Yes, opening an offshore bank account is legal, as long as you follow procedures and declare your accounts to the IRS. The bigger question is whether you should bother opening an offshore account. Of course, if you’re living abroad you’ll need a foreign bank account for practical reasons, but if you’re based stateside, there are pros and cons to going offshore.
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Opening an Offshore Bank Account
“Offshore bank account” is the catch-all term for foreign bank accounts. These can be illegal accounts used to launder money and avoid taxes, or legal accounts. Let’s talk about the latter. Real talk: there’s no legal way to keep money in a foreign bank account and avoid paying US taxes on that money if you ever want to bring it home to US shores. Offshore bank accounts are still subject to IRS taxation and anyone with an offshore account should be careful to stay on the right side of US tax law.
Offshore banking can have some advantages if you’re frequently in the foreign country where you bank, or if you’re earning higher interest rates abroad. Offshore banking laws governing taxation vary from country to country. In some countries you won’t be subject to local taxes, but in others you can expect to pay taxes on your money twice: once to the home country and once to the IRS.
Opening an offshore bank account will require, at minimum, identification and an initial deposit. You may also have to document your place of residency and obtain what’s called an apostille (an international version of having something notarized) for your supporting documents. These days, banks are careful to avoid clients who might have shady reasons for setting up a foreign account, but exact rules vary from bank to bank. Don’t expect to rock up to a fancy Swiss bank with your passport and $50 in cash and leave with a numbered account.
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Should you open an offshore bank account?
Switzerland, the Cayman Islands and the Channel Islands are all hot spots for offshore banking but they’re not the only options. Once you know how to open an offshore bank account in the country you’ve selected, you’ll have to decide whether it’s worth it to do so. If you have lots of foreign investment income or own a company that incorporated abroad, maintaining a foreign bank account might be a no-brainer.
Between fees and taxes, though, maintaining an offshore bank account can get expensive. If you hold money in one currency and have to convert it to another currency to make a withdrawal you could lose money in the process. Currency exchange fees and unfavorable exchange rates can make moving between currencies expensive. Then there are maintenance fees and minimum balance requirements that, if not met, will result in a fee.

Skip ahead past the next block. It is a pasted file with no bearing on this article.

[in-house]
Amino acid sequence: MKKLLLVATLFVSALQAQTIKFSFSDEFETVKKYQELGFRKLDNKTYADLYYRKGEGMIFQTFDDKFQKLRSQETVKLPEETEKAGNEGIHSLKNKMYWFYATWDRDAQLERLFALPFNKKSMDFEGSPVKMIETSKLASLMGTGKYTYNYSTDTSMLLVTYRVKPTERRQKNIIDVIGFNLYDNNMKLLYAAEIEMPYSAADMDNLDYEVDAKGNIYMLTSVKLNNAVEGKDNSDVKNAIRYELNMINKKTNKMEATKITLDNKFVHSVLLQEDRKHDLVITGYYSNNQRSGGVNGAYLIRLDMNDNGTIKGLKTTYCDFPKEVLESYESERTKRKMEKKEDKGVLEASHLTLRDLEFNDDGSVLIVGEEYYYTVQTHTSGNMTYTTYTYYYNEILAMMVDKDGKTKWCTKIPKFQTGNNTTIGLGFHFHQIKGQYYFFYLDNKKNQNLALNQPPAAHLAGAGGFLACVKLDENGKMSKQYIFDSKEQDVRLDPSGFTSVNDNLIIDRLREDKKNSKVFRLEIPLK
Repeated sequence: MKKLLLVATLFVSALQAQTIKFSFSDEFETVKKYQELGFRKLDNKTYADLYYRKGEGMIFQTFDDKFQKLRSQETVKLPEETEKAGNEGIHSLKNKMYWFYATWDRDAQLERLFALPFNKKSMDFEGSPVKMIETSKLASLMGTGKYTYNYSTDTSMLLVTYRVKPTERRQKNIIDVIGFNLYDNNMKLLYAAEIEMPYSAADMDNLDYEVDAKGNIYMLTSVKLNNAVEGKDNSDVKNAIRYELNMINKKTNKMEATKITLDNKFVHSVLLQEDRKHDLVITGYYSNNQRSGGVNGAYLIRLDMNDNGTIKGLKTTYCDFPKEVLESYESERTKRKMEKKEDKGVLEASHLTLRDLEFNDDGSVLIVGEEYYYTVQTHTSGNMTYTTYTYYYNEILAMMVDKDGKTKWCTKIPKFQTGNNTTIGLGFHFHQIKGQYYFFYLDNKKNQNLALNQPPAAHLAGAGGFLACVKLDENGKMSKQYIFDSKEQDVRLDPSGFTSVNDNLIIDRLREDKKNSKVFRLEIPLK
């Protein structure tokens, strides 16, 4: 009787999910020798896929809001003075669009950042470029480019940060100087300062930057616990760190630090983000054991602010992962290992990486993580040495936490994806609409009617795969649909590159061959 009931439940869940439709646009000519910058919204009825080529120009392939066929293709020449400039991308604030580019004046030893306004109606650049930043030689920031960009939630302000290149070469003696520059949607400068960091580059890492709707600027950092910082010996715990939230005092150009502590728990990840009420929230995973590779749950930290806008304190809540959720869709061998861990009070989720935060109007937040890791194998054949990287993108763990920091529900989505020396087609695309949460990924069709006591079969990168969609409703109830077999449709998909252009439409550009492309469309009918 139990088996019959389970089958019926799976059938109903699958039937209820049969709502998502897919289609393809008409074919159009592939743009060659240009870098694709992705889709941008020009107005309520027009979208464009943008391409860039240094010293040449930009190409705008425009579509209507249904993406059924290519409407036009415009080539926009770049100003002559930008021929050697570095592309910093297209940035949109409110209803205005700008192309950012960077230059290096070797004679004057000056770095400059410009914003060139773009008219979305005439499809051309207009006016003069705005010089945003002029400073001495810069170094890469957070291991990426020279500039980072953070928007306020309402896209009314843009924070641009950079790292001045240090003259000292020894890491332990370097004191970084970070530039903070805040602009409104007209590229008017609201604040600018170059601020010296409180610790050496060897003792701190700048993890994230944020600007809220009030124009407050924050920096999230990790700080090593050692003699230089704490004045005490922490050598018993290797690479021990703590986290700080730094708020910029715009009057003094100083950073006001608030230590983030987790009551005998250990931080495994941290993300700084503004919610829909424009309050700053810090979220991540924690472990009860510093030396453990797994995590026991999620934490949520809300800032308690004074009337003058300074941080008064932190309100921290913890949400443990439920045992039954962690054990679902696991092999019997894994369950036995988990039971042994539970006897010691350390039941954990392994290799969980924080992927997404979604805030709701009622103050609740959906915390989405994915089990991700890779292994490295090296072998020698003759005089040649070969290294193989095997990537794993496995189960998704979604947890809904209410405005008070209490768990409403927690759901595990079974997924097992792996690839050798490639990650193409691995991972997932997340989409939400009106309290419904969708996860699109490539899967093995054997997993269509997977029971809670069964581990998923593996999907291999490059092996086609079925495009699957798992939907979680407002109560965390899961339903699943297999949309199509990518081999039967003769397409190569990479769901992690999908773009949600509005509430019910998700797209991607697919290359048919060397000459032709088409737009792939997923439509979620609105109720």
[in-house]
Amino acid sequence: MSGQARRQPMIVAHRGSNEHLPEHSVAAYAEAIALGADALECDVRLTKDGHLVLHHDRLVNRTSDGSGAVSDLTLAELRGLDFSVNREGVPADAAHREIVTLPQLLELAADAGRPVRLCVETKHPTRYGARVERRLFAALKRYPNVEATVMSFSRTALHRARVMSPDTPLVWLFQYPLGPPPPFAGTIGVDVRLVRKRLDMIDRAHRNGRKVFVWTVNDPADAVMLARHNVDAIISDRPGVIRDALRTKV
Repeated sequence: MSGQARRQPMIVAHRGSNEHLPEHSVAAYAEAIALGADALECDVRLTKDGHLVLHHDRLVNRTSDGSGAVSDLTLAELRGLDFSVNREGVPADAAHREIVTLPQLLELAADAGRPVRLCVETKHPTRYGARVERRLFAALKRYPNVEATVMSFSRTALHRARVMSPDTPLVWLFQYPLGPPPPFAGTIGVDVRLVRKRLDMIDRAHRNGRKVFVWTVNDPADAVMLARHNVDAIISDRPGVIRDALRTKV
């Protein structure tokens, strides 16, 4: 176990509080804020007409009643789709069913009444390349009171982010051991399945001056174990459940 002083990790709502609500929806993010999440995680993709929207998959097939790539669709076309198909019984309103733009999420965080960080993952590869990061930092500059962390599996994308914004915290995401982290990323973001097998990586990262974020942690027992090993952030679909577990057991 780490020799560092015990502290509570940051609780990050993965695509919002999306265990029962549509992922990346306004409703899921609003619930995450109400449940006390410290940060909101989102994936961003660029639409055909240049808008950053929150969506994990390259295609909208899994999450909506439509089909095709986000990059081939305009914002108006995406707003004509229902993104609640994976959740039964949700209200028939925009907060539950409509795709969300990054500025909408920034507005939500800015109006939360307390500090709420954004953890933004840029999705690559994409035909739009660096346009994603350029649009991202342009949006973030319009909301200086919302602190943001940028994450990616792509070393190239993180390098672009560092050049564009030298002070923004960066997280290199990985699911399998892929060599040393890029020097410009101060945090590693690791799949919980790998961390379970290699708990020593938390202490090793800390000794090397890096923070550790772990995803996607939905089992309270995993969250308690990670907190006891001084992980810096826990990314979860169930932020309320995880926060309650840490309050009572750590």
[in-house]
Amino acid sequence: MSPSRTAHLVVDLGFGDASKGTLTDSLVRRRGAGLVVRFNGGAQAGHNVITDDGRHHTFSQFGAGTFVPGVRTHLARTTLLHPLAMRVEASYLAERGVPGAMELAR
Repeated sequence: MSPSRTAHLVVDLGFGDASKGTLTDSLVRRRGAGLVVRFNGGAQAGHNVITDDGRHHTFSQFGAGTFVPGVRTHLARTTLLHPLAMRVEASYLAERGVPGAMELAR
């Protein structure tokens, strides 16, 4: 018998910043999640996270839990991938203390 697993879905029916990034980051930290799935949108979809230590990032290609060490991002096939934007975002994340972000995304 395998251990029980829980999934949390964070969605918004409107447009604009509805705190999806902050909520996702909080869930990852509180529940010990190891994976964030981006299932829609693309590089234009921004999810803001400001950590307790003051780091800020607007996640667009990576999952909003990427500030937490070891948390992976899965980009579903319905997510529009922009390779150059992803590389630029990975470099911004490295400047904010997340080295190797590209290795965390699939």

You should also think twice before transferring money or swiping the debit card or credit card associated with your foreign bank account. Why? Because you might incur transfer fees and foreign transaction fees. As with any bank account, you should be sure you understand the charges and fees attached to an offshore account.
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How to Open a Swiss Bank Account
Swiss offshore banking is probably the most famous of the offshore banking options. That fame has led some regular folks to wonder how to get a Swiss bank account and whether they should get one. Swiss bank accounts are famous for their discretion, but that may be changing. A major Swiss bank recently released the names of thousands of account holders in cooperation with the IRS, which is cracking down on tax evaders. Don’t expect a bank, Swiss or otherwise, to help you evade US federal income taxes in violation of local law.
Wondering how to open a Swiss bank account? You can fly to Switzerland, of course, but some banks allow new clients to open accounts by mail or by fax. You can also use a firm that specializes in helping American clients move money overseas. To prevent money laundering, Swiss banks require extensive documentation of your assets, income and investments. Opening a Swiss bank account is not as simple as faxing a copy of your passport and wiring the funds.
Aside from the discretion and prestige factors, why do people bother with Swiss bank accounts? Well, Swiss bank accounts offer attractive interest rates as an incentive to foreign depositors. When you open a Swiss bank account you’ll have the option of choosing the currency for your account. Choose Swiss francs and you’ll pay Swiss withholding taxes. You can opt for dollars, pounds or euros if you would prefer to keep your money in a money market fund that can earn interest free of Swiss taxation. Just remember those currency conversion fees mentioned above.
Opening an offshore bank account is not something most of us will seriously consider. For many Americans, maintaining the required minimum balance for a US bank account is hard enough. But if you want to take advantage of some of the perks of offshore banking, there are accounts in Switzerland and other countries waiting for customers like you. Just remember to comply with IRS rules.
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